Our school recently made the switch to Columbia University’s Teachers College Reading and Writing Project. Although Stephanie and I received some surface level training on the project in our previous school, this has been the first time that we have been asked to follow the program with a high level of fidelity. Like with any … Continue reading Ways to Enhance Reading and Writing Workshop with Technology
Part of a technology coach's role these days is to convince teachers that their job description has changed. The industrial model of education is well past its expiration date, and the generation of students born today are going to graduate into a world that will look completely different than our own. In order to train … Continue reading What Does a 21st Century Classroom Look, Sound, and Feel Like?
Warning: This post is going to be about reading, and it is going to encourage you to read. You may need to go grab your spectacles. While mindlessly scrolling through my Twitter feed, I recently saw this infographic by @grantdraws: https://twitter.com/ImpactWales/status/878519866214502400 It not only had a great Quentin Blake-like look and style (compare it to … Continue reading Do Teachers Have to Be Readers?
If you've ever checked out our Friends of Educationrickshaw.com page, you may have seen mention of my best friend Jim Stewart Allen's ongoing podcast project, Historiography!. While the content is geared towards adults, we were able to collaborate on an episode that made it into my classroom: In the episode, Jim makes a … Continue reading Podcasts are Great Way to Develop Speaking and Listening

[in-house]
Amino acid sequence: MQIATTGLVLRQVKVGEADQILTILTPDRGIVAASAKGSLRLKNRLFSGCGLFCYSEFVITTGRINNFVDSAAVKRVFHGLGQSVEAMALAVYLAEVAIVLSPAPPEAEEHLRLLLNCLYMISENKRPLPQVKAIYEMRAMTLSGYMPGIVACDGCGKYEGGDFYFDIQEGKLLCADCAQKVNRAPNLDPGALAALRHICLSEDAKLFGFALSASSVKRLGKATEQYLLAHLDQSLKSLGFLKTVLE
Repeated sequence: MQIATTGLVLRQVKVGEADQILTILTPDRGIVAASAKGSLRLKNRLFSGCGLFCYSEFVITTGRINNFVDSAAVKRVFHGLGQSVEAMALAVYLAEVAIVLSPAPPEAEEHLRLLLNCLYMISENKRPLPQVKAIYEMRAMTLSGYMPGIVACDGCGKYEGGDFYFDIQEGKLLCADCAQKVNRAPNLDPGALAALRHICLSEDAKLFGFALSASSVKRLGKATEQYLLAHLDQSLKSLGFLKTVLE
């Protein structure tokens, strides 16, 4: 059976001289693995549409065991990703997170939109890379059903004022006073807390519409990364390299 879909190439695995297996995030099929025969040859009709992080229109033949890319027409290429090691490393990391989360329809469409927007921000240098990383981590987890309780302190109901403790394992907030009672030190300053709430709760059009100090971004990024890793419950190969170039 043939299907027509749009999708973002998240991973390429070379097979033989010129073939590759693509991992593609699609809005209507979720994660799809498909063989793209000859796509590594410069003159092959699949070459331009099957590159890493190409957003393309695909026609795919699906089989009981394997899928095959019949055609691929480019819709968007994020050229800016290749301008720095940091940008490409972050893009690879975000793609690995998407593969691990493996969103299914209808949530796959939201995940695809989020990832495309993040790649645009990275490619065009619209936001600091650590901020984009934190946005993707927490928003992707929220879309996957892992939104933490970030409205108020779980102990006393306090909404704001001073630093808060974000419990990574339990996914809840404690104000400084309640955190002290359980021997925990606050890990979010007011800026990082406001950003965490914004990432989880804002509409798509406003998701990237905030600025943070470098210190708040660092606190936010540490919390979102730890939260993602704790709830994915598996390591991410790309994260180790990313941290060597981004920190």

In a never-ending quest to innovate in the classroom, it can be easy to shun the traditional elements of Western education in favor of those that feel more trendy. Try posting a photo of a Science Fair on Twitter and you'll get far fewer likes than if you post about students coding video games for a … Continue reading 3 Old School Elementary Events That Still Have Value (but Need to Change)
Motivating kids to become lifelong readers is every teacher's goal, but I'll be the first to admit to having to resort to crummy prizes and rewards, including candy and toys, to get kids to read a book. In this short post, I want to offer a fun alternative: The blanket fort. Set a goal with … Continue reading Kids should read a book and build a freaking fort
I am the child of a Deaf mother, emphasis on the capital D. CODA has been a term used by some to refer to a "Child Of a Deaf Adult", aka me. American Sign Language is one of my two home languages - and the one that I spend restless night practicing to the ceiling. … Continue reading The CODA Perspective on Teaching and Learning